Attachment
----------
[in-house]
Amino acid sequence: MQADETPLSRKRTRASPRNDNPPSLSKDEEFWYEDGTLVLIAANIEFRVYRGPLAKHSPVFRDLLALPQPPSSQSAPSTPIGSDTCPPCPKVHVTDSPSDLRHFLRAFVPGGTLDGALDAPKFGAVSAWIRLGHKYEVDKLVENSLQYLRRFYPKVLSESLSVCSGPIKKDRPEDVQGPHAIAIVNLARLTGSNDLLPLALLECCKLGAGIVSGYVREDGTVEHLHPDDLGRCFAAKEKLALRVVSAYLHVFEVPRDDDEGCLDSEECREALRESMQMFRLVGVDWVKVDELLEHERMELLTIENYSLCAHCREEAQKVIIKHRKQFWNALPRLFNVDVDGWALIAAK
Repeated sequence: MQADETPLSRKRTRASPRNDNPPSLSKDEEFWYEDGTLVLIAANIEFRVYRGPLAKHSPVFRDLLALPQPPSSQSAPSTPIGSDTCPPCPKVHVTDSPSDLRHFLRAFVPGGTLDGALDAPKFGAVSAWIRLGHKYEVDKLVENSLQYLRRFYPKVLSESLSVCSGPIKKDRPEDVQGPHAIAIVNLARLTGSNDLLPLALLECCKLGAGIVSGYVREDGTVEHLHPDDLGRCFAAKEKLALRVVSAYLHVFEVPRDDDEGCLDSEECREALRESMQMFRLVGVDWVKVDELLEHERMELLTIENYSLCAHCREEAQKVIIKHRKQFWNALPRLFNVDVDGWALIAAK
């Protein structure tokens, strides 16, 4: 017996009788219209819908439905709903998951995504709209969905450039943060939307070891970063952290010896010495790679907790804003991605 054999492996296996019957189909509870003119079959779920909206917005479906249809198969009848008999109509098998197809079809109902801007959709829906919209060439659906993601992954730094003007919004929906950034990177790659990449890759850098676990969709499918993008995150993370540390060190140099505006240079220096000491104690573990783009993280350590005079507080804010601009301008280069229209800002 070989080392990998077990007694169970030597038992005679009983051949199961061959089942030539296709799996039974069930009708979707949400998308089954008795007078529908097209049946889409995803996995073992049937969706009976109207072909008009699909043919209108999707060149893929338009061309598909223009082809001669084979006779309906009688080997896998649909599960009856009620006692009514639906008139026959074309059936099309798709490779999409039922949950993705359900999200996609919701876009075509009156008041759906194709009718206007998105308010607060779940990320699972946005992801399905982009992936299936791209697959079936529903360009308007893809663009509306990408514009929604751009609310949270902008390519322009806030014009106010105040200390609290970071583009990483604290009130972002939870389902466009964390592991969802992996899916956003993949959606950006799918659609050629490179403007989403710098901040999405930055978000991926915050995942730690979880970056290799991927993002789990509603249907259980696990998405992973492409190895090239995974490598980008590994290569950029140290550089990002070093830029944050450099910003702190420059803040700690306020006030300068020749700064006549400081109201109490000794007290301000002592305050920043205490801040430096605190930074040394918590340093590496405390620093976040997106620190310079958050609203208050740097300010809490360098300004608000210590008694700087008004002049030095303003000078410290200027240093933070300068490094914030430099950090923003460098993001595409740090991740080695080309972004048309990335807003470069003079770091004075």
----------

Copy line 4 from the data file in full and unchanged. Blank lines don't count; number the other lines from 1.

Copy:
């Protein structure tokens, strides 16, 4: 017996009788219209819908439905709903998951995504709209969905450039943060939307070891970063952290010896010495790679907790804003991605 054999492996296996019957189909509870003119079959779920909206917005479906249809198969009848008999109509098998197809079809109902801007959709829906919209060439659906993601992954730094003007919004929906950034990177790659990449890759850098676990969709499918993008995150993370540390060190140099505006240079220096000491104690573990783009993280350590005079507080804010601009301008280069229209800002 070989080392990998077990007694169970030597038992005679009983051949199961061959089942030539296709799996039974069930009708979707949400998308089954008795007078529908097209049946889409995803996995073992049937969706009976109207072909008009699909043919209108999707060149893929338009061309598909223009082809001669084979006779309906009688080997896998649909599960009856009620006692009514639906008139026959074309059936099309798709490779999409039922949950993705359900999200996609919701876009075509009156008041759906194709009718206007998105308010607060779940990320699972946005992801399905982009992936299936791209697959079936529903360009308007893809663009509306990408514009929604751009609310949270902008390519322009806030014009106010105040200390609290970071583009990483604290009130972002939870389902466009964390592991969802992996899916956003993949959606950006799918659609050629490179403007989403710098901040999405930055978000991926915050995942730690979880970056290799991927993002789990509603249907259980696990998405992973492409190895090239995974490598980008590994290569950029140290550089990002070093830029944050450099910003702190420059803040700690306020006030300068020749700064006549400081109201109490000794007290301000002592305050920043205490801040430096605190930074040394918590340093590496405390620093976040997106620190310079958050609203208050740097300010809490360098300004608000210590008694700087008004002049030095303003000078410290200027240093933070300068490094914030430099950090923003460098993001595409740090991740080695080309972004048309990335807003470069003079770091004075």